Wren (Troglodytes troglodytes)
Scientific name: Troglodytes troglodytes
Family: Wrens (Troglodytidae)
Wingspan: 13 - 17cm (5 - 7")
Diet: Mainly insects and spiders
Habitat: Wrens are extremely fond of woodland areas, but can also be found moorland, heathland and farmland.
Lifespan: 2 Years
The wren is round, stocky and noted for its characteristic brown colour and short stubby tail. The wren has long legs and toes, and their bill is fine and cream-coloured.
As the most common breeding birds in the UK, wrens can be found frequenting many British gardens throughout the year. Their very loud song is in stark contrast to their relatively small physical demeanor. During the winter months, especially long, drawn out winters, wrens can suffer quite serious declines in numbers.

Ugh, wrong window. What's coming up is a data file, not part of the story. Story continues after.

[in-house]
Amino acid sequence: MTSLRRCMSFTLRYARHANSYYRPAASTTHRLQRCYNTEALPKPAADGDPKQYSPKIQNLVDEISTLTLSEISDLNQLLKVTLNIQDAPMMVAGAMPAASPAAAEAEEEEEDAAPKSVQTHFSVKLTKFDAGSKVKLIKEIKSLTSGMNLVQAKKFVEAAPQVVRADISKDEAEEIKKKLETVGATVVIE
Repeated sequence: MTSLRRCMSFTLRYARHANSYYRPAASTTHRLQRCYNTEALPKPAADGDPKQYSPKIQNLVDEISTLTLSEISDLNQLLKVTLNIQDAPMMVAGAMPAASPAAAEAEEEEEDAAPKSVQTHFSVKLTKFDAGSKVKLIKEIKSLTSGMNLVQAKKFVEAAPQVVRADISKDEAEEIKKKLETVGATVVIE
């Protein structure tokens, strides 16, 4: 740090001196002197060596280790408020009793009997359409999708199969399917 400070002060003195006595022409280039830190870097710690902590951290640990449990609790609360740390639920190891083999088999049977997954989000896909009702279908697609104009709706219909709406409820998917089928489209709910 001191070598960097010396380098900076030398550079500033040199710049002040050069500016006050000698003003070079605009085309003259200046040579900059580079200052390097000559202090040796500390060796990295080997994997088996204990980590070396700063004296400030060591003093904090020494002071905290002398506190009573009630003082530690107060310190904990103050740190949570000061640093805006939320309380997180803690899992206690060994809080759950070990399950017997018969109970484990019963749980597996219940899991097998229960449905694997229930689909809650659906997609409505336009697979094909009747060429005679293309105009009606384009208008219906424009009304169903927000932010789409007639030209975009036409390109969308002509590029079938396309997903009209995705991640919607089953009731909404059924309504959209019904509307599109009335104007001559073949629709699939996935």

Wren Breeding & Nesting
Wren breeding begins in late April with incubation period lasting between 13 - 18 days. The eggs are white, smooth and shiny and covered in pinkish speckles. One the young have hatched, both parents contribute towards the feeding of the bird.
Wrens will readily use open nest boxess, in particular for winter roosting, but it's common to find wrens using holes in walls and trees for their main nests.
Insects and spiders are commonly eaten by wrens; their long slender bills put to use for probing cracks and crevices. The name "cave dweller", which is derived from the scientific name Troglodyte, is used in reference to this behaviour.
In the garden, wrens will dart about quickly on the ground and will feed from ground feeders. Ideal wild bird food would be seed mixes, peanut granules and, in particular, live foods such as mealworm.